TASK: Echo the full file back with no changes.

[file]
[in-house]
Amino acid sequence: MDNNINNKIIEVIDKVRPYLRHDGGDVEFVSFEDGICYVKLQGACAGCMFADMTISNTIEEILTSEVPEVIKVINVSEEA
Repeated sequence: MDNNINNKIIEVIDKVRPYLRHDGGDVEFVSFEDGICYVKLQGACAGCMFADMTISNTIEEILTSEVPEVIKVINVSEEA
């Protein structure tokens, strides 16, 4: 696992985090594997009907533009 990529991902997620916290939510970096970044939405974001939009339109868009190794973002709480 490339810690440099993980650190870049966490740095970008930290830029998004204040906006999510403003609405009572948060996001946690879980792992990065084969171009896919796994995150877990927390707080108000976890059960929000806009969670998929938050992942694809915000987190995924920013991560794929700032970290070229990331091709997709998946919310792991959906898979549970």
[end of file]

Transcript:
[in-house]
Amino acid sequence: MDNNINNKIIEVIDKVRPYLRHDGGDVEFVSFEDGICYVKLQGACAGCMFADMTISNTIEEILTSEVPEVIKVINVSEEA
Repeated sequence: MDNNINNKIIEVIDKVRPYLRHDGGDVEFVSFEDGICYVKLQGACAGCMFADMTISNTIEEILTSEVPEVIKVINVSEEA
């Protein structure tokens, strides 16, 4: 696992985090594997009907533009 990529991902997620916290939510970096970044939405974001939009339109868009190794973002709480 490339810690440099993980650190870049966490740095970008930290830029998004204040906006999510403003609405009572948060996001946690879980792992990065084969171009896919796994995150877990927390707080108000976890059960929000806009969670998929938050992942694809915000987190995924920013991560794929700032970290070229990331091709997709998946919310792991959906898979549970």